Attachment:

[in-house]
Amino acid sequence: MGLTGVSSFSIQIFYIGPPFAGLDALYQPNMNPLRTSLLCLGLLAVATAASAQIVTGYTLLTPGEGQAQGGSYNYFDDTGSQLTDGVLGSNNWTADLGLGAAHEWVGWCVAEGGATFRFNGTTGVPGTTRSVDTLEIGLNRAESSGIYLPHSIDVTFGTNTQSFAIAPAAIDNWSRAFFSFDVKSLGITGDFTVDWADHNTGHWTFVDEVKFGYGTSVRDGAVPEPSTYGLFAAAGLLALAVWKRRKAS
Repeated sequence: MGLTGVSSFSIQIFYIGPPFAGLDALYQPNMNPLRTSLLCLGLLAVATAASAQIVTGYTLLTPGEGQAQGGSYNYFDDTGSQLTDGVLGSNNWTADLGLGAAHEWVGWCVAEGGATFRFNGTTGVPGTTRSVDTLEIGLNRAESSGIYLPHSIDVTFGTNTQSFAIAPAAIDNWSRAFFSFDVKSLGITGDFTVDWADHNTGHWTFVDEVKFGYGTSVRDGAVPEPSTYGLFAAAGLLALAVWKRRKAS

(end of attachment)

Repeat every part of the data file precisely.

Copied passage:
[in-house]
Amino acid sequence: MGLTGVSSFSIQIFYIGPPFAGLDALYQPNMNPLRTSLLCLGLLAVATAASAQIVTGYTLLTPGEGQAQGGSYNYFDDTGSQLTDGVLGSNNWTADLGLGAAHEWVGWCVAEGGATFRFNGTTGVPGTTRSVDTLEIGLNRAESSGIYLPHSIDVTFGTNTQSFAIAPAAIDNWSRAFFSFDVKSLGITGDFTVDWADHNTGHWTFVDEVKFGYGTSVRDGAVPEPSTYGLFAAAGLLALAVWKRRKAS
Repeated sequence: MGLTGVSSFSIQIFYIGPPFAGLDALYQPNMNPLRTSLLCLGLLAVATAASAQIVTGYTLLTPGEGQAQGGSYNYFDDTGSQLTDGVLGSNNWTADLGLGAAHEWVGWCVAEGGATFRFNGTTGVPGTTRSVDTLEIGLNRAESSGIYLPHSIDVTFGTNTQSFAIAPAAIDNWSRAFFSFDVKSLGITGDFTVDWADHNTGHWTFVDEVKFGYGTSVRDGAVPEPSTYGLFAAAGLLALAVWKRRKAS